Requirements Workshops: Collaborating to Explore User Requirements

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to define, create, refine, and reach closure on deliverables that represent user requirements. The workshop process nurtures team communication, decision-making, and mutual understanding. Requirements workshops are an effective way to bring together customers, users, and software suppliers to improve the quality of software products without sacrificing time to delivery. They tend to commit users to the requirements definition process and promote their ownership for the deliverables and, ultimately, the system.

Requirements workshops can bridge communication gaps among project stakeholders. Co-creating models in a requirements workshop expedites mutual learning and understanding. By asking focused questions in the workshop, the workshop facilitator helps participants define requirements at different levels of specificity. You might start with a scope workshop to outline the terrain, defining what the software will deliver and getting agreement on a starting set of functionality. If there’s agreement on scope, you might begin with user interactions and evolve your detailed user requirements models from that point. In any case, workshops provide a forum in which customers and users can make informed decisions about delivery trade-offs and priorities.

A successful workshop requires the participation of key project stakeholders. Each workshop is treated like a mini-project that’s woven into the fabric of a software or business project. Like any project, each workshop requires planning, role clarification, and infrastructure. It has a beginning, a middle, and an end. Deliverables are defined beforehand, but they’ll change as the group learns.

Requirements workshops are based on the premise that a small group of knowledgeable, motivated people is more effective than one or two development “heroes.” They’re also based on the premise that, as Jerry Weinberg said, “One of us is not as smart as all of us.” You tap the collective wisdom of the group to get your user requirements. This requires collaboration and facilitation.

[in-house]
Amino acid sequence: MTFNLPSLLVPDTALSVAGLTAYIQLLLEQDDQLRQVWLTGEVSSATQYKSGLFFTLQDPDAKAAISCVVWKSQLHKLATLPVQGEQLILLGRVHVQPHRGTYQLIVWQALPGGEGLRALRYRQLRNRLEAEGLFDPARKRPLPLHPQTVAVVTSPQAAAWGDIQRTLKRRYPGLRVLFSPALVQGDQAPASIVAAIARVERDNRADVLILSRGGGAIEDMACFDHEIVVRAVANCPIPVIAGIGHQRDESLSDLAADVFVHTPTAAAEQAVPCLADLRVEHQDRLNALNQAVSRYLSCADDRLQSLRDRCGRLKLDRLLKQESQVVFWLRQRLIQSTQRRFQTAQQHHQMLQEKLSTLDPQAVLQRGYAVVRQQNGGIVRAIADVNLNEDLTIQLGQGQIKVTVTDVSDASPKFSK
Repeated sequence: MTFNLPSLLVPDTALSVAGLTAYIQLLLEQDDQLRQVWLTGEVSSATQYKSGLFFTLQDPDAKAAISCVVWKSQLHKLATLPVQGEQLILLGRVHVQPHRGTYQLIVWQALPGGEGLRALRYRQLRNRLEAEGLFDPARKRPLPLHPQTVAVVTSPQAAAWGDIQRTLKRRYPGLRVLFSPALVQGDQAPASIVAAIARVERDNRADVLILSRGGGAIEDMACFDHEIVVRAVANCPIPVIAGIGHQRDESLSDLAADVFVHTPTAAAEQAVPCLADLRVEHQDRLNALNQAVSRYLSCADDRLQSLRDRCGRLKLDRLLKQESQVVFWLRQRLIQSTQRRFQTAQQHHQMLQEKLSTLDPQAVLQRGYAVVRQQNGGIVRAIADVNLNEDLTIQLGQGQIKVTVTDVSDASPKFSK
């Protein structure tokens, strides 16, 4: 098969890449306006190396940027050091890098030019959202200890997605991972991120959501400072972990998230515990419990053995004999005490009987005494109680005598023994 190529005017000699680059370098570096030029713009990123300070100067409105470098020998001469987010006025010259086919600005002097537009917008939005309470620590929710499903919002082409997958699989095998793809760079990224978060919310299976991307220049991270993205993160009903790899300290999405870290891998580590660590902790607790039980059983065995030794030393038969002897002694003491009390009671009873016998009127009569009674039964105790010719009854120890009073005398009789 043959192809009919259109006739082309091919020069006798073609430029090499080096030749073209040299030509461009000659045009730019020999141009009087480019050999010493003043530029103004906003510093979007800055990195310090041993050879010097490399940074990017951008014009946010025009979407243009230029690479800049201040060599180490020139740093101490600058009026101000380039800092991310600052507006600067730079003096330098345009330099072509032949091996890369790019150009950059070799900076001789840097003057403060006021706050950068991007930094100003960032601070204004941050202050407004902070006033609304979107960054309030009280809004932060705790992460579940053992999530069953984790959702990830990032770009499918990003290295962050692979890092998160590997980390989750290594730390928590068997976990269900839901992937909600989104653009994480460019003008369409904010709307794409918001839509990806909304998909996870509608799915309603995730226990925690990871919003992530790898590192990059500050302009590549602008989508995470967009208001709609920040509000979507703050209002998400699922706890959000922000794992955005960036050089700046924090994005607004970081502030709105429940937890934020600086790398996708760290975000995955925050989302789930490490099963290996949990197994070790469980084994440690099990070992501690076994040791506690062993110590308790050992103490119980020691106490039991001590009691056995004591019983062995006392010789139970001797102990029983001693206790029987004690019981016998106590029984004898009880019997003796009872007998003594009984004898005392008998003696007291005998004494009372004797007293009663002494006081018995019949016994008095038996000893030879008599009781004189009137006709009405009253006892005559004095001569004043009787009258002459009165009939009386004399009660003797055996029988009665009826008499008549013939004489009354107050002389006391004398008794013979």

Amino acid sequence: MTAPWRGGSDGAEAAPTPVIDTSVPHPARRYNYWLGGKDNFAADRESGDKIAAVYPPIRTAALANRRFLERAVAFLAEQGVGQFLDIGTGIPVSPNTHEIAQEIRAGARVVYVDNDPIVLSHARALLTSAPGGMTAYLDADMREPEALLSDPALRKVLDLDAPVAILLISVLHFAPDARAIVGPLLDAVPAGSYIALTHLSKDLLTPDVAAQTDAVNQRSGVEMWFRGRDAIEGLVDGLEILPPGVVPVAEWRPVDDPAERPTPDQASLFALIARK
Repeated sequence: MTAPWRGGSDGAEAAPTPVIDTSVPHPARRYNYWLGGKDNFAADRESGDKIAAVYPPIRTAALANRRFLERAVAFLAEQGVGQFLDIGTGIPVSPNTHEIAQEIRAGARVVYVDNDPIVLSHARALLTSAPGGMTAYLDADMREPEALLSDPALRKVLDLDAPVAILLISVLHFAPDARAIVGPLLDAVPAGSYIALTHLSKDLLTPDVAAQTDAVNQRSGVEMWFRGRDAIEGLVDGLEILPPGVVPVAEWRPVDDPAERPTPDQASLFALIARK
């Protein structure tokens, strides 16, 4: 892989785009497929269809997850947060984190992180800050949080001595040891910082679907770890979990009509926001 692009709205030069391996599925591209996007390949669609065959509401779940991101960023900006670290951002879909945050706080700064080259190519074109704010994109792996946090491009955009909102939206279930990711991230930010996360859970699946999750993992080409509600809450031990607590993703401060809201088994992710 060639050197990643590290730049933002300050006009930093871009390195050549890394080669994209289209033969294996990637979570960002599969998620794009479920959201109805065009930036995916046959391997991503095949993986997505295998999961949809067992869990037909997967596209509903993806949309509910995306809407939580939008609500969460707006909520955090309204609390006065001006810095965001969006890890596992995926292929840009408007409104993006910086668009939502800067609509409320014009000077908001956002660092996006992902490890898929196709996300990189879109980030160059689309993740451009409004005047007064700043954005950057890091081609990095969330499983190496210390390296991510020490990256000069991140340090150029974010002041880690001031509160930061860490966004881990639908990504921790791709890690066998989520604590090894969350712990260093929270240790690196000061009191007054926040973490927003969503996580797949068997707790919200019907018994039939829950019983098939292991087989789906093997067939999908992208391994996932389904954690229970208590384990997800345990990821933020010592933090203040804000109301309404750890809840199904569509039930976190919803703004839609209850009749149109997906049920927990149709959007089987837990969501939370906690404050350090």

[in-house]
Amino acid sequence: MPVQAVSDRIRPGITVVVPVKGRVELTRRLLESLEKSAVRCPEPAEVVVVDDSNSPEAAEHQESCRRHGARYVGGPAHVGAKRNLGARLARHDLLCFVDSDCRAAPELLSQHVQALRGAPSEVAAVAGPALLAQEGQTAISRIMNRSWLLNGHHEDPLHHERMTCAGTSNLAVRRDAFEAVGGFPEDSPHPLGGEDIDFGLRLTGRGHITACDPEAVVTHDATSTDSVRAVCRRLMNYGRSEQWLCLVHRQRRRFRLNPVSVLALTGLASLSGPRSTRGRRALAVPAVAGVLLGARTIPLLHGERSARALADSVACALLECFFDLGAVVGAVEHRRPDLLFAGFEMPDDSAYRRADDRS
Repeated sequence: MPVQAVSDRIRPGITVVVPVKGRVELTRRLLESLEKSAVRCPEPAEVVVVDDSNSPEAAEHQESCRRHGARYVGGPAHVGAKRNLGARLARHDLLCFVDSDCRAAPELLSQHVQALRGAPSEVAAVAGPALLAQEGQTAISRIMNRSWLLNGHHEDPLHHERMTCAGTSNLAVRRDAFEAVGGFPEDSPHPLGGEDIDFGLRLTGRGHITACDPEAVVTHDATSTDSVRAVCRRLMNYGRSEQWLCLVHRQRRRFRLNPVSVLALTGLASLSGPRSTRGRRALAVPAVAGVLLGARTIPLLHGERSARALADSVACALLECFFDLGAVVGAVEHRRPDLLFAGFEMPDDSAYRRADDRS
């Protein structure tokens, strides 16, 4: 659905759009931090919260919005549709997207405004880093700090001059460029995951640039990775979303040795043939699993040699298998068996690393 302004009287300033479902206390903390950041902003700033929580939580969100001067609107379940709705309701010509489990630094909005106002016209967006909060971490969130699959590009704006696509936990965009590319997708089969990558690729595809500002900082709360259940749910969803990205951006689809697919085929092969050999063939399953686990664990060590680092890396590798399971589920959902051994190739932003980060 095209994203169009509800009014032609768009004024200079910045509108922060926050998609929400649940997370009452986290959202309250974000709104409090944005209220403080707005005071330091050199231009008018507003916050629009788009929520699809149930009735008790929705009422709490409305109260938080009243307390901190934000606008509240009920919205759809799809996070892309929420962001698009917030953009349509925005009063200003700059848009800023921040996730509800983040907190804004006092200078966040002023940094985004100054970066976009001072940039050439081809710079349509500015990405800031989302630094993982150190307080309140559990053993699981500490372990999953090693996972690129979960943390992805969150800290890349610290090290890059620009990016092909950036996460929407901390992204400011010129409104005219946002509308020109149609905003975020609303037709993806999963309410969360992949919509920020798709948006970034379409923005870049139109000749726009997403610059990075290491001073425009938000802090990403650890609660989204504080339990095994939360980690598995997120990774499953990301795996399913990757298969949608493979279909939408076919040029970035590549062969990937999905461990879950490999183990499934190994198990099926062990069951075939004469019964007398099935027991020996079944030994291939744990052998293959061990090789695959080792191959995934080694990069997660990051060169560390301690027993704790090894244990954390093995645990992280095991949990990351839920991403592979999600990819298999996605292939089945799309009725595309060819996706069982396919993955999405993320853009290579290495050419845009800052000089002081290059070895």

Workshops: Collaboration and Facilitation

Collaboration occurs when all members of a group or team share a common purpose, there’s mutual trust, and everyone uses agreed-upon approaches for the work. The members operate like a jazz ensemble: multiple voices interwoven, playing together and individually, generously and inventively, sharing a single theme.

The most successful workshops are collaborative. This means that the participants share a common goal and join together to create deliverables that contribute to that goal. Collaboration doesn’t just happen, though; teams don’t just form and jell automatically. Collaboration needs to be engineered into a team’s work. Requirements workshop participants should include a healthy mix of business and software people who share a common goal and have stakes in the same project. A key element of successful and collaborative workshops is that the participants agree to the workshop purpose, principles for participation, and products ahead of time. They also determine a decision-making process ahead of time; this permits the group to reach closure on their deliverables and the actions they will take after the workshop.

“Facilitation is the art of leading people through processes toward agreed-upon objectives in a manner that encourages participation, ownership, and productivity from all involved.” — David Sibbet, Effective Facilitation, 1994, The Grove Consultants International, San Francisco CA.

A requirements workshop is a facilitated group meeting. Each workshop requires the design of a facilitated group process for the specific group needing to deliver requirements for a specific project. The interactions in the meeting enable requirements to be discovered, elaborated, clarified, and closed.

Roget’s Thesaurus says that the noun “facilitate” means easing, smoothing, expediting , while the verbease, grease the wheels, smooth, pave the way . It’s pretty likely that at least half of the meetings you attend in your work are unproductive (see sidebar “Meeting

About the author

Ellen ellensqe's picture Ellen ellensqe

Ellen Gottesdiener, Founder and Principal with EBG Consulting, is an internationally recognized facilitator, coach, trainer, and speaker. She is an expert in Agile product and project management practices, product envisioning and roadmapping, business analysis and requirements, retrospectives, and collaboration.

In addition to co-authoring Discover to Deliver: Agile Product Planning and Analysis with Mary Gorman, Ellen is author of two acclaimed books: Requirements by Collaboration and The Software Requirements Memory Jogger.

View articles, Ellen’s tweets and blogfree eNewsletter, and a variety of useful practitioner resources on EBG's website, ebgconsulting.com.

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